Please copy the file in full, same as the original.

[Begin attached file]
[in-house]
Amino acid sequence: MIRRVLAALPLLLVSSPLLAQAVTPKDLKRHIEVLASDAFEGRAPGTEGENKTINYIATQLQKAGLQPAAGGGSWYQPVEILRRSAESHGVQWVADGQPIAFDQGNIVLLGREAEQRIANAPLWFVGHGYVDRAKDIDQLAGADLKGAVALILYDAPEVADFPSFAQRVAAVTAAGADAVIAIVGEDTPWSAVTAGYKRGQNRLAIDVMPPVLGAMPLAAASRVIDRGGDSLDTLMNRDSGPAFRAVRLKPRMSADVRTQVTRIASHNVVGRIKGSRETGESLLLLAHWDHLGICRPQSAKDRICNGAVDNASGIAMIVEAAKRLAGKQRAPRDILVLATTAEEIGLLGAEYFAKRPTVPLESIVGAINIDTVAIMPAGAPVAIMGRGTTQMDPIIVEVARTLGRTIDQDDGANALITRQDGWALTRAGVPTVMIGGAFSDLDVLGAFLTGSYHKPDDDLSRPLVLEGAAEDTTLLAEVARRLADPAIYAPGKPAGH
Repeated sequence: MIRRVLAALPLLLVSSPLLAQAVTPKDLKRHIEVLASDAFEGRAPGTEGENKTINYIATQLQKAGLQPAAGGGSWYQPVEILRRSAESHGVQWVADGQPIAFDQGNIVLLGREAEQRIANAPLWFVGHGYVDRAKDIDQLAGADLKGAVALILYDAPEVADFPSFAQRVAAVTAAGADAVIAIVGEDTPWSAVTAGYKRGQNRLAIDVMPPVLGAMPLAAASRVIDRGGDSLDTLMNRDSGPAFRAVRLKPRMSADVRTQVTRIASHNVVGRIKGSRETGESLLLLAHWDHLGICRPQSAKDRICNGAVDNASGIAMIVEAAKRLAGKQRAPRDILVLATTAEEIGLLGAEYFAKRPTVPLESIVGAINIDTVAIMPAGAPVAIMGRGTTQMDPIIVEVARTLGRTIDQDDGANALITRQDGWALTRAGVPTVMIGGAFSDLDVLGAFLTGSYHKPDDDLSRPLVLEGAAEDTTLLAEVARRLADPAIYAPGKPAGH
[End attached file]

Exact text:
[in-house]
Amino acid sequence: MIRRVLAALPLLLVSSPLLAQAVTPKDLKRHIEVLASDAFEGRAPGTEGENKTINYIATQLQKAGLQPAAGGGSWYQPVEILRRSAESHGVQWVADGQPIAFDQGNIVLLGREAEQRIANAPLWFVGHGYVDRAKDIDQLAGADLKGAVALILYDAPEVADFPSFAQRVAAVTAAGADAVIAIVGEDTPWSAVTAGYKRGQNRLAIDVMPPVLGAMPLAAASRVIDRGGDSLDTLMNRDSGPAFRAVRLKPRMSADVRTQVTRIASHNVVGRIKGSRETGESLLLLAHWDHLGICRPQSAKDRICNGAVDNASGIAMIVEAAKRLAGKQRAPRDILVLATTAEEIGLLGAEYFAKRPTVPLESIVGAINIDTVAIMPAGAPVAIMGRGTTQMDPIIVEVARTLGRTIDQDDGANALITRQDGWALTRAGVPTVMIGGAFSDLDVLGAFLTGSYHKPDDDLSRPLVLEGAAEDTTLLAEVARRLADPAIYAPGKPAGH
Repeated sequence: MIRRVLAALPLLLVSSPLLAQAVTPKDLKRHIEVLASDAFEGRAPGTEGENKTINYIATQLQKAGLQPAAGGGSWYQPVEILRRSAESHGVQWVADGQPIAFDQGNIVLLGREAEQRIANAPLWFVGHGYVDRAKDIDQLAGADLKGAVALILYDAPEVADFPSFAQRVAAVTAAGADAVIAIVGEDTPWSAVTAGYKRGQNRLAIDVMPPVLGAMPLAAASRVIDRGGDSLDTLMNRDSGPAFRAVRLKPRMSADVRTQVTRIASHNVVGRIKGSRETGESLLLLAHWDHLGICRPQSAKDRICNGAVDNASGIAMIVEAAKRLAGKQRAPRDILVLATTAEEIGLLGAEYFAKRPTVPLESIVGAINIDTVAIMPAGAPVAIMGRGTTQMDPIIVEVARTLGRTIDQDDGANALITRQDGWALTRAGVPTVMIGGAFSDLDVLGAFLTGSYHKPDDDLSRPLVLEGAAEDTTLLAEVARRLADPAIYAPGKPAGH